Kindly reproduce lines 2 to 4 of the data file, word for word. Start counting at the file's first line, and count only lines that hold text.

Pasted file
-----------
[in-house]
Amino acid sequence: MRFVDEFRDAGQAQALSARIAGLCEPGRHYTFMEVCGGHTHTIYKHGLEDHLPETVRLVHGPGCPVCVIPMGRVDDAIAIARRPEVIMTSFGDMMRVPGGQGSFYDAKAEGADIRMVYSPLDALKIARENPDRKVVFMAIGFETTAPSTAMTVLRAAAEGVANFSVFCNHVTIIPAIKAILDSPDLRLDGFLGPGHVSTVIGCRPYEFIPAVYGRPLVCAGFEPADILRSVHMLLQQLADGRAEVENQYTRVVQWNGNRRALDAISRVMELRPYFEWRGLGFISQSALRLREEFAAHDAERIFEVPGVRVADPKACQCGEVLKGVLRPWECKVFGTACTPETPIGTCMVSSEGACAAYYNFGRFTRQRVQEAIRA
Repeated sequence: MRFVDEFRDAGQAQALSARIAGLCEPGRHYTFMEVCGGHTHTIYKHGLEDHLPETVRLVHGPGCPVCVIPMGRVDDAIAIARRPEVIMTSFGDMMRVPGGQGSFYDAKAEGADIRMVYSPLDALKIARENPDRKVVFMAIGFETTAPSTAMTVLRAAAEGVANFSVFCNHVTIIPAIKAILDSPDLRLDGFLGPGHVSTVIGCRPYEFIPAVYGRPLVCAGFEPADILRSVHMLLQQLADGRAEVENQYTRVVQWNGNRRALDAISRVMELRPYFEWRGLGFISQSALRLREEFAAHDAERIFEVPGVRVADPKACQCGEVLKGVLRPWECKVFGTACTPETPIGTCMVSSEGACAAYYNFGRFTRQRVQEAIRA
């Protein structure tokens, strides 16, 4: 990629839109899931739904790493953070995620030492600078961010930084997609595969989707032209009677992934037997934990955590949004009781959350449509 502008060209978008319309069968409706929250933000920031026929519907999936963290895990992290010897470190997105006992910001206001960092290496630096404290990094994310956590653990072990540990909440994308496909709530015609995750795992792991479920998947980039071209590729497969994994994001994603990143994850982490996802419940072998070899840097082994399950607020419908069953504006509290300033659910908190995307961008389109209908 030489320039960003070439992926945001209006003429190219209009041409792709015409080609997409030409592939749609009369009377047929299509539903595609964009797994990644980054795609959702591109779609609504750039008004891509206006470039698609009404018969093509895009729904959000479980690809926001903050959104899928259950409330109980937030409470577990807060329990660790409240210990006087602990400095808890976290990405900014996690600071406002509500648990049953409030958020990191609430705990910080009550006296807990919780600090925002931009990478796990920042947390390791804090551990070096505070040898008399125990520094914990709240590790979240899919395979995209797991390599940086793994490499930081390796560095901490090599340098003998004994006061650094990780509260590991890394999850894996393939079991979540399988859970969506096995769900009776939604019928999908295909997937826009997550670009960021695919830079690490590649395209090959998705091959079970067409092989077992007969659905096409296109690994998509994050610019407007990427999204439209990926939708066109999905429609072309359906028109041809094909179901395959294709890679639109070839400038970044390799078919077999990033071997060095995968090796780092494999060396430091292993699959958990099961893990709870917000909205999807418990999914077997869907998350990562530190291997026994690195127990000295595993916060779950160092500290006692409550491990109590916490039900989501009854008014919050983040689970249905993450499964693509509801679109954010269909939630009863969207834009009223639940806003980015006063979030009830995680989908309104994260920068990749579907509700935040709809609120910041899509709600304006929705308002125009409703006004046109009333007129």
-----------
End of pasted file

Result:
Amino acid sequence: MRFVDEFRDAGQAQALSARIAGLCEPGRHYTFMEVCGGHTHTIYKHGLEDHLPETVRLVHGPGCPVCVIPMGRVDDAIAIARRPEVIMTSFGDMMRVPGGQGSFYDAKAEGADIRMVYSPLDALKIARENPDRKVVFMAIGFETTAPSTAMTVLRAAAEGVANFSVFCNHVTIIPAIKAILDSPDLRLDGFLGPGHVSTVIGCRPYEFIPAVYGRPLVCAGFEPADILRSVHMLLQQLADGRAEVENQYTRVVQWNGNRRALDAISRVMELRPYFEWRGLGFISQSALRLREEFAAHDAERIFEVPGVRVADPKACQCGEVLKGVLRPWECKVFGTACTPETPIGTCMVSSEGACAAYYNFGRFTRQRVQEAIRA
Repeated sequence: MRFVDEFRDAGQAQALSARIAGLCEPGRHYTFMEVCGGHTHTIYKHGLEDHLPETVRLVHGPGCPVCVIPMGRVDDAIAIARRPEVIMTSFGDMMRVPGGQGSFYDAKAEGADIRMVYSPLDALKIARENPDRKVVFMAIGFETTAPSTAMTVLRAAAEGVANFSVFCNHVTIIPAIKAILDSPDLRLDGFLGPGHVSTVIGCRPYEFIPAVYGRPLVCAGFEPADILRSVHMLLQQLADGRAEVENQYTRVVQWNGNRRALDAISRVMELRPYFEWRGLGFISQSALRLREEFAAHDAERIFEVPGVRVADPKACQCGEVLKGVLRPWECKVFGTACTPETPIGTCMVSSEGACAAYYNFGRFTRQRVQEAIRA
């Protein structure tokens, strides 16, 4: 990629839109899931739904790493953070995620030492600078961010930084997609595969989707032209009677992934037997934990955590949004009781959350449509 502008060209978008319309069968409706929250933000920031026929519907999936963290895990992290010897470190997105006992910001206001960092290496630096404290990094994310956590653990072990540990909440994308496909709530015609995750795992792991479920998947980039071209590729497969994994994001994603990143994850982490996802419940072998070899840097082994399950607020419908069953504006509290300033659910908190995307961008389109209908 030489320039960003070439992926945001209006003429190219209009041409792709015409080609997409030409592939749609009369009377047929299509539903595609964009797994990644980054795609959702591109779609609504750039008004891509206006470039698609009404018969093509895009729904959000479980690809926001903050959104899928259950409330109980937030409470577990807060329990660790409240210990006087602990400095808890976290990405900014996690600071406002509500648990049953409030958020990191609430705990910080009550006296807990919780600090925002931009990478796990920042947390390791804090551990070096505070040898008399125990520094914990709240590790979240899919395979995209797991390599940086793994490499930081390796560095901490090599340098003998004994006061650094990780509260590991890394999850894996393939079991979540399988859970969506096995769900009776939604019928999908295909997937826009997550670009960021695919830079690490590649395209090959998705091959079970067409092989077992007969659905096409296109690994998509994050610019407007990427999204439209990926939708066109999905429609072309359906028109041809094909179901395959294709890679639109070839400038970044390799078919077999990033071997060095995968090796780092494999060396430091292993699959958990099961893990709870917000909205999807418990999914077997869907998350990562530190291997026994690195127990000295595993916060779950160092500290006692409550491990109590916490039900989501009854008014919050983040689970249905993450499964693509509801679109954010269909939630009863969207834009009223639940806003980015006063979030009830995680989908309104994260920068990749579907509700935040709809609120910041899509709600304006929705308002125009409703006004046109009333007129």